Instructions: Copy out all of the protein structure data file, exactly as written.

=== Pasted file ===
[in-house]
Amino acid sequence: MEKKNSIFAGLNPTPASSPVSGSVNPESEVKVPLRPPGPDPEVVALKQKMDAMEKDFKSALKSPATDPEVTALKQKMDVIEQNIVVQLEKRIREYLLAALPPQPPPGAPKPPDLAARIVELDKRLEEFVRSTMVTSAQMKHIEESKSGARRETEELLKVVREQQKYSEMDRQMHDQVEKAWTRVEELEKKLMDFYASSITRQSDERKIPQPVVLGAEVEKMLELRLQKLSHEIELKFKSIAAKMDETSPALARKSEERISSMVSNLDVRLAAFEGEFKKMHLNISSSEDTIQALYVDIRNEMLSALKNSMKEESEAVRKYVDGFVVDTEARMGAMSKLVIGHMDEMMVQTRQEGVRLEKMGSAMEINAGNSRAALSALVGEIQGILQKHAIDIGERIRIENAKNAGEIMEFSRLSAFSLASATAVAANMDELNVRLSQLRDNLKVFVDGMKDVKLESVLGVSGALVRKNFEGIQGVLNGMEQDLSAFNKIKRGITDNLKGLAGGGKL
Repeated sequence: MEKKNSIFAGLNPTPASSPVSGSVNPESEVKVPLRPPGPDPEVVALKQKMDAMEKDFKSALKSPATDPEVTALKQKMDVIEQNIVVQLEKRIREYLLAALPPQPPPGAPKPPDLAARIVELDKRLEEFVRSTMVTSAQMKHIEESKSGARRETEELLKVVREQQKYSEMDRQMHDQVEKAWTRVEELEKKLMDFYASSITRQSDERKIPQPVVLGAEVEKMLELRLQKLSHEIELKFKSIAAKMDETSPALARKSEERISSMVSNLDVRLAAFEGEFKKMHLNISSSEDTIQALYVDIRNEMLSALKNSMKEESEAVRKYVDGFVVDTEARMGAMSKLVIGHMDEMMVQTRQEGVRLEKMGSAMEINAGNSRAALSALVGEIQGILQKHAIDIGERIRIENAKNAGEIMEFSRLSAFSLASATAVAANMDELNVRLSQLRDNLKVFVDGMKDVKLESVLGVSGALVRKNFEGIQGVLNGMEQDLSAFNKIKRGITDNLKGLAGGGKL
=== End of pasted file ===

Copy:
[in-house]
Amino acid sequence: MEKKNSIFAGLNPTPASSPVSGSVNPESEVKVPLRPPGPDPEVVALKQKMDAMEKDFKSALKSPATDPEVTALKQKMDVIEQNIVVQLEKRIREYLLAALPPQPPPGAPKPPDLAARIVELDKRLEEFVRSTMVTSAQMKHIEESKSGARRETEELLKVVREQQKYSEMDRQMHDQVEKAWTRVEELEKKLMDFYASSITRQSDERKIPQPVVLGAEVEKMLELRLQKLSHEIELKFKSIAAKMDETSPALARKSEERISSMVSNLDVRLAAFEGEFKKMHLNISSSEDTIQALYVDIRNEMLSALKNSMKEESEAVRKYVDGFVVDTEARMGAMSKLVIGHMDEMMVQTRQEGVRLEKMGSAMEINAGNSRAALSALVGEIQGILQKHAIDIGERIRIENAKNAGEIMEFSRLSAFSLASATAVAANMDELNVRLSQLRDNLKVFVDGMKDVKLESVLGVSGALVRKNFEGIQGVLNGMEQDLSAFNKIKRGITDNLKGLAGGGKL
Repeated sequence: MEKKNSIFAGLNPTPASSPVSGSVNPESEVKVPLRPPGPDPEVVALKQKMDAMEKDFKSALKSPATDPEVTALKQKMDVIEQNIVVQLEKRIREYLLAALPPQPPPGAPKPPDLAARIVELDKRLEEFVRSTMVTSAQMKHIEESKSGARRETEELLKVVREQQKYSEMDRQMHDQVEKAWTRVEELEKKLMDFYASSITRQSDERKIPQPVVLGAEVEKMLELRLQKLSHEIELKFKSIAAKMDETSPALARKSEERISSMVSNLDVRLAAFEGEFKKMHLNISSSEDTIQALYVDIRNEMLSALKNSMKEESEAVRKYVDGFVVDTEARMGAMSKLVIGHMDEMMVQTRQEGVRLEKMGSAMEINAGNSRAALSALVGEIQGILQKHAIDIGERIRIENAKNAGEIMEFSRLSAFSLASATAVAANMDELNVRLSQLRDNLKVFVDGMKDVKLESVLGVSGALVRKNFEGIQGVLNGMEQDLSAFNKIKRGITDNLKGLAGGGKL